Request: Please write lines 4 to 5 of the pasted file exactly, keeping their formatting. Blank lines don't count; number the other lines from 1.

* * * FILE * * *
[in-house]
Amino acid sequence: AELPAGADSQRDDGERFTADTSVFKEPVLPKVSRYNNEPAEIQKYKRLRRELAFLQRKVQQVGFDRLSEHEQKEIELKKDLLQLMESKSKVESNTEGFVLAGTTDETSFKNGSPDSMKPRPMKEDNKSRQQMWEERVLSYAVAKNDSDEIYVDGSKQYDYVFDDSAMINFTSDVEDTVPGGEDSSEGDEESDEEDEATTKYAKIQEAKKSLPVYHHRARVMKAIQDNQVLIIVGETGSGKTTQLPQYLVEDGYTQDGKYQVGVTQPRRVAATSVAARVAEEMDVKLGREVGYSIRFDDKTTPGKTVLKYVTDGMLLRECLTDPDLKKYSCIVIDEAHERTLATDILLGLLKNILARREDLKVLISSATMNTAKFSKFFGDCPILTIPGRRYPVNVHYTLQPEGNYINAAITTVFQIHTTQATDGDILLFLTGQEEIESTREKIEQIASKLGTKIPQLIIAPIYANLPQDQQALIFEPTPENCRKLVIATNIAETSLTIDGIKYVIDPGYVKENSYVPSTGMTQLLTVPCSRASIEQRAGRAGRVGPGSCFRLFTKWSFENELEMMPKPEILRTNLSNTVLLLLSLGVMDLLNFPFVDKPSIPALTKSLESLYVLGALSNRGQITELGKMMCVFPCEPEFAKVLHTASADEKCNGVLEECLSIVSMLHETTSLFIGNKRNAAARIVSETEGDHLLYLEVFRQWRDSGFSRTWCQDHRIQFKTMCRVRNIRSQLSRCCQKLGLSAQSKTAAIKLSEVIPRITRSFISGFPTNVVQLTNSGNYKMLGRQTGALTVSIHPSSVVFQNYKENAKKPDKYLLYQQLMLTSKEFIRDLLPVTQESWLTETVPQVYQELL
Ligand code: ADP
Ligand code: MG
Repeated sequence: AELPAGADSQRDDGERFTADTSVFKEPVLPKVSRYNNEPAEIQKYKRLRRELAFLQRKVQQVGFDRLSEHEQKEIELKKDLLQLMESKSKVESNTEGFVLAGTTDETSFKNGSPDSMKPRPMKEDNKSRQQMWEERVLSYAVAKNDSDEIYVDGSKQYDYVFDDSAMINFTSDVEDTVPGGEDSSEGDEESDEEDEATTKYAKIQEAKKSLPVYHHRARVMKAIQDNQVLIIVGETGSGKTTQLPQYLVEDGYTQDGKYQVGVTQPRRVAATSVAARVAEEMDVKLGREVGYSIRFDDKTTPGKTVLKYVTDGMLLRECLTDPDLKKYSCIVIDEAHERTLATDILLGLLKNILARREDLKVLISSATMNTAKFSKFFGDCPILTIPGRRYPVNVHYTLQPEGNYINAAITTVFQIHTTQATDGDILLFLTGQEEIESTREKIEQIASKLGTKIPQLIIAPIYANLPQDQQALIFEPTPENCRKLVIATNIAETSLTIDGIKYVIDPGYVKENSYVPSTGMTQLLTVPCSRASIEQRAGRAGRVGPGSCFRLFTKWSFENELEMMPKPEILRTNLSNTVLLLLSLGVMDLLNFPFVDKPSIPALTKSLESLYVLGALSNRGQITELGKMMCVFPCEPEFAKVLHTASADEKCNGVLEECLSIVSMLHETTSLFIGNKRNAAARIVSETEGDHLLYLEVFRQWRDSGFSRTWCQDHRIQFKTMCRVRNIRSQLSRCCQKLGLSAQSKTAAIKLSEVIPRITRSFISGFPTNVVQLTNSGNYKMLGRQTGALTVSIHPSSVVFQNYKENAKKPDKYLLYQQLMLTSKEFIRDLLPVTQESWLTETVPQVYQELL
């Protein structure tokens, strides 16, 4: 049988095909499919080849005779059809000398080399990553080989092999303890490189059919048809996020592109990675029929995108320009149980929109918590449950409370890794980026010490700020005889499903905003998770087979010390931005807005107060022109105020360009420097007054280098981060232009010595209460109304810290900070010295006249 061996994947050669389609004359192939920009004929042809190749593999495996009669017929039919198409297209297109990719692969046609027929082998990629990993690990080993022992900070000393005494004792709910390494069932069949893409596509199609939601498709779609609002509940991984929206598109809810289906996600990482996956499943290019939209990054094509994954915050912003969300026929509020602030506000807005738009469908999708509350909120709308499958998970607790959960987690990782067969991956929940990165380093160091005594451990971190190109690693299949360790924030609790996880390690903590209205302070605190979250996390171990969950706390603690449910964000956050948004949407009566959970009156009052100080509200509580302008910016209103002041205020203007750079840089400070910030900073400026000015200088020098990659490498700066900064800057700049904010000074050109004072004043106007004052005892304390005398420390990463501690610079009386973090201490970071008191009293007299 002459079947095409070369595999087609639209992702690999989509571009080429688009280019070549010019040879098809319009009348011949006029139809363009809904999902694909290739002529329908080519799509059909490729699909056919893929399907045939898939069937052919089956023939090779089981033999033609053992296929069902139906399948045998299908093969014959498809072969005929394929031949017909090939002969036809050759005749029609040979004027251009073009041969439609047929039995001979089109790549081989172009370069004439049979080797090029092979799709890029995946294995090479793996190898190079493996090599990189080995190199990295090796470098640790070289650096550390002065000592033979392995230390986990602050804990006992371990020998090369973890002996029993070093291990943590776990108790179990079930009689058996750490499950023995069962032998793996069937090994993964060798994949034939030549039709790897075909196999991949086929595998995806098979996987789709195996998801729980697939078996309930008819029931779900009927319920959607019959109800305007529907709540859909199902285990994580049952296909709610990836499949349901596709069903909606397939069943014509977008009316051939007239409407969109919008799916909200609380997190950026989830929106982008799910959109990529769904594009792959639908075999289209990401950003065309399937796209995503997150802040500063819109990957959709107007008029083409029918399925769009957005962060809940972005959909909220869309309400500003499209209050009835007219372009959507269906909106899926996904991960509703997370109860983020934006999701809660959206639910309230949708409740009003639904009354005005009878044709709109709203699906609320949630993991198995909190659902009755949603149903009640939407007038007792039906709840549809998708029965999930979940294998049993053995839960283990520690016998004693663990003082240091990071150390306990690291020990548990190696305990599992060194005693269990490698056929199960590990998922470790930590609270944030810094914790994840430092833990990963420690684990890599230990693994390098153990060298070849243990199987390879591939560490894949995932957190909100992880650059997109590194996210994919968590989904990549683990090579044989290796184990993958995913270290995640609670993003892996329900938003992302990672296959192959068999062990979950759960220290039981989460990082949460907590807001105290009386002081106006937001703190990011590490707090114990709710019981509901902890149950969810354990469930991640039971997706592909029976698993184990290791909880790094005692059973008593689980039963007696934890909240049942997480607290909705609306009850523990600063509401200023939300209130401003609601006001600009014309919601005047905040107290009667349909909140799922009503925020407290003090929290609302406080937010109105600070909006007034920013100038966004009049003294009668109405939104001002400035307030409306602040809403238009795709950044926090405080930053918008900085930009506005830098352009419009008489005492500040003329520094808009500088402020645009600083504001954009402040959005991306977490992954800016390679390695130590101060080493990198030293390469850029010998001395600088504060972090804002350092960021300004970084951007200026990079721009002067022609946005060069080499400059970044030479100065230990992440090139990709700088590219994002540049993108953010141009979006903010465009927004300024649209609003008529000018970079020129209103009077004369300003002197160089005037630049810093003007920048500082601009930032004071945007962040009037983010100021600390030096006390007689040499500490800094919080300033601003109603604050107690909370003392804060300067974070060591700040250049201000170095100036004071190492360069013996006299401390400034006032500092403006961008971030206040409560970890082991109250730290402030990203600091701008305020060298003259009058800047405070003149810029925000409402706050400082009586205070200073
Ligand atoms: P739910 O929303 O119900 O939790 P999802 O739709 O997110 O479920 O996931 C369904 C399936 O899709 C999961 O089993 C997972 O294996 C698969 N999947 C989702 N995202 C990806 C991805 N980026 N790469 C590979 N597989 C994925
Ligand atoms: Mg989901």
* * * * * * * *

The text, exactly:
Ligand code: MG
Repeated sequence: AELPAGADSQRDDGERFTADTSVFKEPVLPKVSRYNNEPAEIQKYKRLRRELAFLQRKVQQVGFDRLSEHEQKEIELKKDLLQLMESKSKVESNTEGFVLAGTTDETSFKNGSPDSMKPRPMKEDNKSRQQMWEERVLSYAVAKNDSDEIYVDGSKQYDYVFDDSAMINFTSDVEDTVPGGEDSSEGDEESDEEDEATTKYAKIQEAKKSLPVYHHRARVMKAIQDNQVLIIVGETGSGKTTQLPQYLVEDGYTQDGKYQVGVTQPRRVAATSVAARVAEEMDVKLGREVGYSIRFDDKTTPGKTVLKYVTDGMLLRECLTDPDLKKYSCIVIDEAHERTLATDILLGLLKNILARREDLKVLISSATMNTAKFSKFFGDCPILTIPGRRYPVNVHYTLQPEGNYINAAITTVFQIHTTQATDGDILLFLTGQEEIESTREKIEQIASKLGTKIPQLIIAPIYANLPQDQQALIFEPTPENCRKLVIATNIAETSLTIDGIKYVIDPGYVKENSYVPSTGMTQLLTVPCSRASIEQRAGRAGRVGPGSCFRLFTKWSFENELEMMPKPEILRTNLSNTVLLLLSLGVMDLLNFPFVDKPSIPALTKSLESLYVLGALSNRGQITELGKMMCVFPCEPEFAKVLHTASADEKCNGVLEECLSIVSMLHETTSLFIGNKRNAAARIVSETEGDHLLYLEVFRQWRDSGFSRTWCQDHRIQFKTMCRVRNIRSQLSRCCQKLGLSAQSKTAAIKLSEVIPRITRSFISGFPTNVVQLTNSGNYKMLGRQTGALTVSIHPSSVVFQNYKENAKKPDKYLLYQQLMLTSKEFIRDLLPVTQESWLTETVPQVYQELL